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By Salvatore Salamone

July 15, 2003 | Blue Gene -- IBM’s highly touted petaFLOP protein-folding supercomputer -- is still at least three years away from scheduled completion in 2006, but project managers say they have achieved some significant milestones. But will gains in other high-performance computing areas, notably clustering, make the system obsolete by the time it’s ready to be unveiled?

While the short answer is probably no, IBM must deliver on the promise of Blue Gene.  Hence the recent developments are so important.

Arguably the most significant advancement is that the new processor chips -- the heart of the Blue Gene system -- are nearing completion. “The main processor chips are in production,” says William Pulleyblank, director of IBM’s Deep Computing Institute and director of exploratory server systems. Pulleyblank expected to have the first chips in hand by the time this issue went to press. “We’ll power them up and start work on a 512-node prototype late this fall,” he says.

The processor chips are essential to the success of Blue Gene, as they represent a new design aimed specifically at data-intensive applications in high-performance scientific computing. With these processors, IBM is trying to address a performance limitation common to all data-intensive calculations caused by the time required to move data from memory to the processor.

Blue Gene will use what IBM calls data-chip cells, which have been optimized for calculations that access lots of data. Essentially, each cell includes a processor for computing and a processor for communications. And, like most high-end processors, each cell will have its own onboard memory (see “Think Blue … Again: It’s in the Genes,” Aug. 2002 Bio-IT World, page 28.)

This new design is critical for supercomputers to enhance performance when conducting data-intensive calculations. For example, the current top performing supercomputer is the Earth Simulator in Japan’s Earth Simulator Center, part of the Japan Marine Science and Technology Center. The system has been benchmarked at 35.8 teraFLOPS -- almost five times more powerful than Los Alamos National Laboratory’s ASCI Q (the second most powerful computer in the world).

The Earth Simulator does not use exactly the same architecture as Blue Gene, but its design also takes data movement to the processor into account. “What really makes the Earth Simulator strong is a mighty fine node, the SX-6,” says Jim Taft, a project manager at NASA Ames Research Center. “The SX-6 nodes have great memory bandwidth.”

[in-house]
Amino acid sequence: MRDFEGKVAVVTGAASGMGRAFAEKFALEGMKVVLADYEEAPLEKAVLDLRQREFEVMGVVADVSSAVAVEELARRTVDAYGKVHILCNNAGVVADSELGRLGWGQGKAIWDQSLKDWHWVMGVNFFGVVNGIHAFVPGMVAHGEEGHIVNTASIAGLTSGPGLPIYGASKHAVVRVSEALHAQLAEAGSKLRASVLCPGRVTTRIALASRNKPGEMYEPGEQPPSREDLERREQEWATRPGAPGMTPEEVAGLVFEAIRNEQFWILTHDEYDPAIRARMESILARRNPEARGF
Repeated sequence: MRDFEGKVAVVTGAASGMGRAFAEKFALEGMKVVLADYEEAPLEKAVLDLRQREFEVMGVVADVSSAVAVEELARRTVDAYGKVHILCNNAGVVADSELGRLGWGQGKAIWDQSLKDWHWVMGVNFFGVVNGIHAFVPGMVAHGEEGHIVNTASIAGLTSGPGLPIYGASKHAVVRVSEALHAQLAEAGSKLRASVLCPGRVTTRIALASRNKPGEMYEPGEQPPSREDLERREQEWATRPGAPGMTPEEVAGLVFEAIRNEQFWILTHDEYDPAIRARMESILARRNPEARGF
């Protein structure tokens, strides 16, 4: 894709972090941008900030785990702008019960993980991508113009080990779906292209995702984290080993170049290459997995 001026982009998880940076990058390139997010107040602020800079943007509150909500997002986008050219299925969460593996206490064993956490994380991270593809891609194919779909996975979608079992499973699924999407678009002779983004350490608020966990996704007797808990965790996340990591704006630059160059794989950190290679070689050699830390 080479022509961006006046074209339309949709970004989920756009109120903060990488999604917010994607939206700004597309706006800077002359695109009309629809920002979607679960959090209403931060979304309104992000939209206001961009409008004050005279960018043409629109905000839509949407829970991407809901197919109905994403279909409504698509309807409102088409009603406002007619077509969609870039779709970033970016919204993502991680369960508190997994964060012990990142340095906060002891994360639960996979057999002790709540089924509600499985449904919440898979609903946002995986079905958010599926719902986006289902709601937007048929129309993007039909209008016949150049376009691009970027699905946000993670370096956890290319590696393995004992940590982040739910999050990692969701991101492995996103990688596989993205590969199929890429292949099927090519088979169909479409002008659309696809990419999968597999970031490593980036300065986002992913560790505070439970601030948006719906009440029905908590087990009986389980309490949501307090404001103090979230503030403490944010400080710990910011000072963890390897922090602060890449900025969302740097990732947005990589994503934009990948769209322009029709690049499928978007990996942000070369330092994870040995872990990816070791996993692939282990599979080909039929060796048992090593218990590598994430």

Beyond Chips
IBM has also been working on other Blue Gene enhancements . “We’ve made huge strides in the system software,” Pulleyblank says. “We’ve created a Blue Gene simulator. With this, we’ve taken the operating system, booted it, run it, and we’ve done compilations.”

One key driver is to restrain the operational costs. In the area of cooling requirements, for example, the first commercial implementation of Blue Gene -- Blue Gene/L -- will be air cooled. Blue Gene/L is a joint effort between IBM and the U.S. Department of Energy that is to be completed in 2005.

Many supercomputers require water cooling of their core processing facilities, which is not a trivial task (see “Data Centers: It’s Getting Hot in Here,” May 2003 Bio-IT World, page 1). To better understand Blue Gene’s cooling needs, IBM has created a heating simulator. “We built a full-scale thermal prototype of Blue Gene using resistors to generate the heat we expect Blue Gene to produce,” Pulleyblank says. The simulator revealed a problem. “We could not get enough air through to cool the system,” he says.

This led to development of a novel cooling technique. “We slanted the walls of the equipment rack,” Pulleyblank says, to pull more air through the equipment. The cold air intake, which is usually on the front side of a rack of equipment, is larger at the bottom than normal. And the hot air venting side of the rack is large at the top. This pulls more cold air into the rack from the bottom and discharges more hot air from the top. “This gained us 13 degrees of cooling,” he says.

Will It Play in Peoria?
While IBM appears on track with delivery of Blue Gene/L slated for early 2005 (perhaps earlier) and the full-blown Blue Gene around 2006, the growing interest in clusters of commodity servers raises a question: Are dedicated supercomputers are a dying breed?

Currently two of the top 10 computers are clusters. And there are 55 Intel-based and eight AMD-based PC clusters among the top 500 (see www.top500.org). When you add in clusters based on Sun Microsystems and Hewlett-Packard (including the former Compaq Alpha-based systems) machines, there are 93 cluster systems among the top 500 computers.

But some experts are quick to defend dedicated supercomputers. “To be at the cutting edge of computational science, you need the most powerful computers,” said Jim Decker of the Department of Energy’s Office of Science, at an IDC forum recently.

Decker notes that the Earth Simulator was certainly expensive -- the Japanese government invested about $350 million over four years. However, it appears to be about 5 percent to 10 percent more efficient than other systems. This makes it “not look so expensive, especially when you figure in the productivity of the scientists,” Decker says. The Earth Simulator can be used for quantitative prediction and assessment of variations of the atmosphere, ocean, and solid earth; this includes high-resolution models of atmospheric circulation and climate modeling.

IBM is hoping that the combination of expanded performance, more efficient data access for processors, and lower operational costs will give Blue Gene a big leg up in the high-performance computing world.

 






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